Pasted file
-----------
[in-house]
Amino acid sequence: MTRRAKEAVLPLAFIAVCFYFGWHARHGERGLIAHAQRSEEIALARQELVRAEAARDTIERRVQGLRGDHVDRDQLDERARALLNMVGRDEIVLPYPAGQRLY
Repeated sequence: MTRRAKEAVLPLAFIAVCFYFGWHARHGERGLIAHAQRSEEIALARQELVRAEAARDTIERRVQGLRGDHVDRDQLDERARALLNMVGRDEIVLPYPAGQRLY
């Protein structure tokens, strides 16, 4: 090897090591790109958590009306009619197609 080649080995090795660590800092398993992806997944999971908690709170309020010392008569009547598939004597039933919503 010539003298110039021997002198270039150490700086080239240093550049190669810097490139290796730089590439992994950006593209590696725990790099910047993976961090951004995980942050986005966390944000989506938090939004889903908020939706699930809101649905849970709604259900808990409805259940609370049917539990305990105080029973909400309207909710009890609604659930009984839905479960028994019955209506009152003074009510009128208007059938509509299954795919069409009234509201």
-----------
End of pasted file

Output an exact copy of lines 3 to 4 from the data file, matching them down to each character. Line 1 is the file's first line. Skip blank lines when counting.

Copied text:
Repeated sequence: MTRRAKEAVLPLAFIAVCFYFGWHARHGERGLIAHAQRSEEIALARQELVRAEAARDTIERRVQGLRGDHVDRDQLDERARALLNMVGRDEIVLPYPAGQRLY
């Protein structure tokens, strides 16, 4: 090897090591790109958590009306009619197609 080649080995090795660590800092398993992806997944999971908690709170309020010392008569009547598939004597039933919503 010539003298110039021997002198270039150490700086080239240093550049190669810097490139290796730089590439992994950006593209590696725990790099910047993976961090951004995980942050986005966390944000989506938090939004889903908020939706699930809101649905849970709604259900808990409805259940609370049917539990305990105080029973909400309207909710009890609604659930009984839905479960028994019955209506009152003074009510009128208007059938509509299954795919069409009234509201």